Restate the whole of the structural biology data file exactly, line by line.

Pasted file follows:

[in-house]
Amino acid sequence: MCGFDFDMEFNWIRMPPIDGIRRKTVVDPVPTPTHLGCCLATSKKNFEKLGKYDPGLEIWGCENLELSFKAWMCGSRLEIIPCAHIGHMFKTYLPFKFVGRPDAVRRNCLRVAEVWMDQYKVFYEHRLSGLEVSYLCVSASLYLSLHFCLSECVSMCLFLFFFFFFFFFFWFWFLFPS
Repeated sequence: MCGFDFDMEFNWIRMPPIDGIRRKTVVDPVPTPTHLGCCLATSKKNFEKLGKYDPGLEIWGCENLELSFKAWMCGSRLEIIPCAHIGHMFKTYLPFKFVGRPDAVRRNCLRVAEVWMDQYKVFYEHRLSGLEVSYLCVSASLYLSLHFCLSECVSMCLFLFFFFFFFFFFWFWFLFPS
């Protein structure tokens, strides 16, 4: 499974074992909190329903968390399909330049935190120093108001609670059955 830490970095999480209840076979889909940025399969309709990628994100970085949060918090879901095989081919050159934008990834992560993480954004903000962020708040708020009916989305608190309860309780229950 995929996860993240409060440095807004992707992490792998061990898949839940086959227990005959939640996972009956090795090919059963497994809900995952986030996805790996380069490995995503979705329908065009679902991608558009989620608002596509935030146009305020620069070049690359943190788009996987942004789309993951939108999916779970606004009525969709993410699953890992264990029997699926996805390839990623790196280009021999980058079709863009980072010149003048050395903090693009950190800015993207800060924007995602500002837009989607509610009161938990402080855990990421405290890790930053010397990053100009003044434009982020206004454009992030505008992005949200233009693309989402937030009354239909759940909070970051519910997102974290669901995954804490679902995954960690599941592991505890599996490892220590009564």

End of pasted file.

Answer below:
[in-house]
Amino acid sequence: MCGFDFDMEFNWIRMPPIDGIRRKTVVDPVPTPTHLGCCLATSKKNFEKLGKYDPGLEIWGCENLELSFKAWMCGSRLEIIPCAHIGHMFKTYLPFKFVGRPDAVRRNCLRVAEVWMDQYKVFYEHRLSGLEVSYLCVSASLYLSLHFCLSECVSMCLFLFFFFFFFFFFWFWFLFPS
Repeated sequence: MCGFDFDMEFNWIRMPPIDGIRRKTVVDPVPTPTHLGCCLATSKKNFEKLGKYDPGLEIWGCENLELSFKAWMCGSRLEIIPCAHIGHMFKTYLPFKFVGRPDAVRRNCLRVAEVWMDQYKVFYEHRLSGLEVSYLCVSASLYLSLHFCLSECVSMCLFLFFFFFFFFFFWFWFLFPS
């Protein structure tokens, strides 16, 4: 499974074992909190329903968390399909330049935190120093108001609670059955 830490970095999480209840076979889909940025399969309709990628994100970085949060918090879901095989081919050159934008990834992560993480954004903000962020708040708020009916989305608190309860309780229950 995929996860993240409060440095807004992707992490792998061990898949839940086959227990005959939640996972009956090795090919059963497994809900995952986030996805790996380069490995995503979705329908065009679902991608558009989620608002596509935030146009305020620069070049690359943190788009996987942004789309993951939108999916779970606004009525969709993410699953890992264990029997699926996805390839990623790196280009021999980058079709863009980072010149003048050395903090693009950190800015993207800060924007995602500002837009989607509610009161938990402080855990990421405290890790930053010397990053100009003044434009982020206004454009992030505008992005949200233009693309989402937030009354239909759940909070970051519910997102974290669901995954804490679902995954960690599941592991505890599996490892220590009564």